The observation location was about a mile away from the trap site, making it difficult for our observer to have a clear view of the horses approaching it. Although it appeared that one group of horses came in at a walk or trot, the others were galloping. She could not differentiate between adult horses and foals.
The trap pen and its wings were totally obscured, so, once again, our observer could not see the condition of the horses as they entered the trap pen or how they were handled once in it.
The operation was called at 1:30 pm.
While the Forest Service allows our observer to view the horses at the Double Devil corral every morning, it does not permit any access to seeing the horses at the trap pen, being sorted there or at Double Devil, or loaded on or off the trailers.
To date, 78 horses, including stallions, mares, and foals, have lost their freedom and family bands. The Forest Service has reported no deaths or injuries.
September 19, 2021: The helicopters were grounded today due to much-needed rain in the forest.
Of the 42 horses captured yesterday, 21 were stallions, 15 were mares, and 6 were foals, some looking to be about 2 months old. The Body Condition Scores are 5 for the stallions and 4 for the mares.
The operation is expected to continue tomorrow at Logan Slough on the east side of the Devil’s Garden Wild Horse Territory.
September 18, 2021 – 42 Horses Lose Their Freedom
Today began with a little hope. As AWHC’s observer was driving to the trap site, a lone bay stallion suddenly appeared, galloped across the road, then disappeared into the trees, leaving behind only a thin trail of dust.
Sadly, though, 42 other horses weren't so lucky and lost their freedom and family members at the new trap site on Logan Slough near the Big Sage Reservoir.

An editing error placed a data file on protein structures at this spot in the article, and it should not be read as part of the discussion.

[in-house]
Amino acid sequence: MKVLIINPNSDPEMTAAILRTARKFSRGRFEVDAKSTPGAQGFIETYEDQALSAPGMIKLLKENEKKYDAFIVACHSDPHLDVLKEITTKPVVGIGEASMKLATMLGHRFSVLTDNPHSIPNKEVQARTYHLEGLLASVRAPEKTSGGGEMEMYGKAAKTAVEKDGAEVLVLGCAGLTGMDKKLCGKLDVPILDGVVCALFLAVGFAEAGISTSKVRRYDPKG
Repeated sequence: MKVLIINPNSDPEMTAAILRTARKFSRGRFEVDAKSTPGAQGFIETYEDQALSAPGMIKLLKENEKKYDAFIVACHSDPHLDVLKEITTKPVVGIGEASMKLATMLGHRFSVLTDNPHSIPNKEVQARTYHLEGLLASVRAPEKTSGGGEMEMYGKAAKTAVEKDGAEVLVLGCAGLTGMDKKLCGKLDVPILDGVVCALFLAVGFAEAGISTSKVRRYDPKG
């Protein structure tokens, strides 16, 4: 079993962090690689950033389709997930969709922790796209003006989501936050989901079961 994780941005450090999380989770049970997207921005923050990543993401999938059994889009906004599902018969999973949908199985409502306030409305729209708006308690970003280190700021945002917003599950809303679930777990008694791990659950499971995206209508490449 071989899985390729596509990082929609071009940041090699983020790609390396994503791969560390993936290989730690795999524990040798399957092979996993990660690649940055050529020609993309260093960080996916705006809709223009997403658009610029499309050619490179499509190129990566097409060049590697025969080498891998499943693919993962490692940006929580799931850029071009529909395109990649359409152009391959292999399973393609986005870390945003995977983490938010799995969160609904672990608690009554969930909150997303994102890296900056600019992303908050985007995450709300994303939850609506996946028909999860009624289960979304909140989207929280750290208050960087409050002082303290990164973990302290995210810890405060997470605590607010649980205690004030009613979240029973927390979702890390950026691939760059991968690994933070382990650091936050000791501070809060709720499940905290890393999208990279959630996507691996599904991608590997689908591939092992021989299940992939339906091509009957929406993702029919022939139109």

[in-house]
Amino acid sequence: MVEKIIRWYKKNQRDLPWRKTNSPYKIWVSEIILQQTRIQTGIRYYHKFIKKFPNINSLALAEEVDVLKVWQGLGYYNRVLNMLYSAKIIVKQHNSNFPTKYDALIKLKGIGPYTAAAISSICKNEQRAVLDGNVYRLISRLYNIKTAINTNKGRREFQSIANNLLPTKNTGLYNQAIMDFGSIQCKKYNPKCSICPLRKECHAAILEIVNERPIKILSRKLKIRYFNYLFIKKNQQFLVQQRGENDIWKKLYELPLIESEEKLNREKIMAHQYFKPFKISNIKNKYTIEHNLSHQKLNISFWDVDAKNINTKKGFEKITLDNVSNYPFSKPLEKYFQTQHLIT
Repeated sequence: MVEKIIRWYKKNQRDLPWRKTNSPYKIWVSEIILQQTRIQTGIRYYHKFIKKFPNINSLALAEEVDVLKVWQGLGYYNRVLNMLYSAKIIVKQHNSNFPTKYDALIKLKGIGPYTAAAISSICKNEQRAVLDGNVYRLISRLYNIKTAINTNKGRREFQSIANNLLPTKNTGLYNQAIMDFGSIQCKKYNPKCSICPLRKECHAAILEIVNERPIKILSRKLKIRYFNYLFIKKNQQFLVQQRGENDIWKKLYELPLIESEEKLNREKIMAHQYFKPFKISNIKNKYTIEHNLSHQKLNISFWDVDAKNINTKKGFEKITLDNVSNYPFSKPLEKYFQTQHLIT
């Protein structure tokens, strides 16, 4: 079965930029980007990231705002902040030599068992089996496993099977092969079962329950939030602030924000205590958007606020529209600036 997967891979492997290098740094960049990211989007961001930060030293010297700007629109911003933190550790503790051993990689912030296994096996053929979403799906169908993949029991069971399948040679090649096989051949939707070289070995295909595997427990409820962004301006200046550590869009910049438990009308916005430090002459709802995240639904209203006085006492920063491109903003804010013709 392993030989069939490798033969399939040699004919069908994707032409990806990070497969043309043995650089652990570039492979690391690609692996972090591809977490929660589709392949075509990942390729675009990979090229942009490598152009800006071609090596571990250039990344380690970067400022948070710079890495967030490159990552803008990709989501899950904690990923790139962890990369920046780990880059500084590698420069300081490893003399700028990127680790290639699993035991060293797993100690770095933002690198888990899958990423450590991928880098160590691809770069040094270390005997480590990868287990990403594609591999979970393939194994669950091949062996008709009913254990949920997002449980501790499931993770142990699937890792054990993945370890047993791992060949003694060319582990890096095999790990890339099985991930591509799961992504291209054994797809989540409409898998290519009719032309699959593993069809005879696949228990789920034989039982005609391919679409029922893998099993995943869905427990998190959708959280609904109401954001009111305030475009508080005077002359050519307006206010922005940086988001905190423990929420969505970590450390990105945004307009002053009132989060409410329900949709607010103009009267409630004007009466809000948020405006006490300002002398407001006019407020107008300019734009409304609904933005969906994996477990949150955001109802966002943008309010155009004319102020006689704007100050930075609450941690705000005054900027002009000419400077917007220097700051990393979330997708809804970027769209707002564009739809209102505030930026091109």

AWHC had the only public observer documenting the roundup and removal.
The helicopter made four runs, beginning early in the morning. At 10:30 am, the operation was called off due to high winds and anticipation of much needed rain.
The public observation was located about a mile away from the trap pen. While it offered a distant view of the helicopter chasing the horses across the open field, the trap pen and its wings were not visible.
The Forest Service reported that the four horses captured yesterday were three mares and one stallion with Body Condition Scores of 4 and 5, respectively.
September 17, 2021: 4 Horses Removed from Their Federally Protected Habitat
Today began with a public viewing of the newly captured horses – as well as the remaining horses from the 2020 roundup – at the Double Devil Wild Horse Corrals.
Twelve mares and geldings and four mare/foal pairs from last year’s operation are still in need of placement. All are available for $1, which, according to the Forest Service, encourages “trainers to help find homes for horses by leaving them as much value as possible.”
Once again, the trap site was located at Boles Tank on the west side of the Devil’s Garden Wild Horse Territory.AWHC had the only public observer documenting the operation.
The helicopter made two runs.